Briefly: China is building its fifth research facility in the Antarctic, resuming construction there after a five-year pause. The new base (on Inexpressible Island) is located far from China’s four other stations, maximising its footprint.
China’s not the only power sprinkling research stations across the Antarctic like Salt Bae seasoning a rump. So why all the interest? Well first, it’s China. And second, the new site will include a satellite ground station.
This kind of ‘dual use’ facility can help do other things like collect intel. And it’ll be ideally placed to collect that intel from New Zealand and Australia, two nearby members of the Five Eyes intelligence network.
But world powers show an interest in Antarctica for other reasons, too:
- 📡 It’s one of the world’s clearest points for satellite transmissions
- 🚢 As the ice melts, new shipping (and mining) opportunities open up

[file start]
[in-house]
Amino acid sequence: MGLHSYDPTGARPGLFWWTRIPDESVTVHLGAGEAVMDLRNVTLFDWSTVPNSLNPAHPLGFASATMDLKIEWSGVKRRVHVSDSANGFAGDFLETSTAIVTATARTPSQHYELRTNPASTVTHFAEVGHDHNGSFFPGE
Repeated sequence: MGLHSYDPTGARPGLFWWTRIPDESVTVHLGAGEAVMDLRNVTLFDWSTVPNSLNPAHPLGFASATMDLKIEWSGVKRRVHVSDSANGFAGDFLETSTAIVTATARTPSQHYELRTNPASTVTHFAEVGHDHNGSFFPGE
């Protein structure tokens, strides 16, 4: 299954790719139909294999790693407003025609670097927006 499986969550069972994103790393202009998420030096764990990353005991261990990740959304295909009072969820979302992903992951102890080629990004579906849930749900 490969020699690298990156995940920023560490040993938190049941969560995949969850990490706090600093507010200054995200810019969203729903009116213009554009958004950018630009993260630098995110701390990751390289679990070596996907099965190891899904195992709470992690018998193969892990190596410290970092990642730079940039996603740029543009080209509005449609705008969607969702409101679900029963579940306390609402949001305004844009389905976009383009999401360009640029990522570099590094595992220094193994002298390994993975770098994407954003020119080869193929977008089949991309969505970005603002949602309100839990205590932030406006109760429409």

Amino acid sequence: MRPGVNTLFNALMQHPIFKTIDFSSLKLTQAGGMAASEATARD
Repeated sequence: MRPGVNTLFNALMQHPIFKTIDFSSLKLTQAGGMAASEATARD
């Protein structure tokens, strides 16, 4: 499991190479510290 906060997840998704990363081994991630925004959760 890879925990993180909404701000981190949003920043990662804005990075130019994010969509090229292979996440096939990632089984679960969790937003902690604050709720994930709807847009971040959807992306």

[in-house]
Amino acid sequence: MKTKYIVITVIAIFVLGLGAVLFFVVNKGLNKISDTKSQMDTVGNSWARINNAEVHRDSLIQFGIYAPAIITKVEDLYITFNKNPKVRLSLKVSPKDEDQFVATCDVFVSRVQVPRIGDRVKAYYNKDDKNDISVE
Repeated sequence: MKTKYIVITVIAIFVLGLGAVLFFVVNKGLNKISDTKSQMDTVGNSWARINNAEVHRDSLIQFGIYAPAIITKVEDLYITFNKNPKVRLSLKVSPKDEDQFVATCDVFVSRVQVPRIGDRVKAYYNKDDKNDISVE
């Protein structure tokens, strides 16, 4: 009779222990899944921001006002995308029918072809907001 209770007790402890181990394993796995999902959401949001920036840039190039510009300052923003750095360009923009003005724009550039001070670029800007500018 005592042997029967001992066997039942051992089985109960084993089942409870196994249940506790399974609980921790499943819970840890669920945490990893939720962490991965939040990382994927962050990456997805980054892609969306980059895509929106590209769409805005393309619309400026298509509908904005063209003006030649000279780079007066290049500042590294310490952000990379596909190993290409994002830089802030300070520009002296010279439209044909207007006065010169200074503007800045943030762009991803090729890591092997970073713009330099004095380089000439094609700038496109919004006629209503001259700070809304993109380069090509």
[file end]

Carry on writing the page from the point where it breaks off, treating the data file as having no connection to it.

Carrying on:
- 🏆 And it’s a bit of a trophy for countries seeking ‘great power’ status
Plus of course, there’s plenty of legit scientific research happening down there too, including the project that helped discover the ozone hole in 1985.
Intrigue’s take: Right now, the Antarctic Treaty prohibits any country from militarising the continent or exploiting its natural resources. The US has even inspected China’s site and found nothing of note (beyond a dead penguin!).
But the Treaty becomes modifiable in 2048, and nobody really knows what might happen. That uncertainty drives suspicion. And that suspicion drives manoeuvring.
Also worth noting:
- China currently operates two icebreakers, with a third under construction. Russia operates 37 icebreakers.
- There are 82 stations in Antarctica run by 30 countries. Argentina has the most (13). The largest (the US McMurdo Station) can host 1,000 people.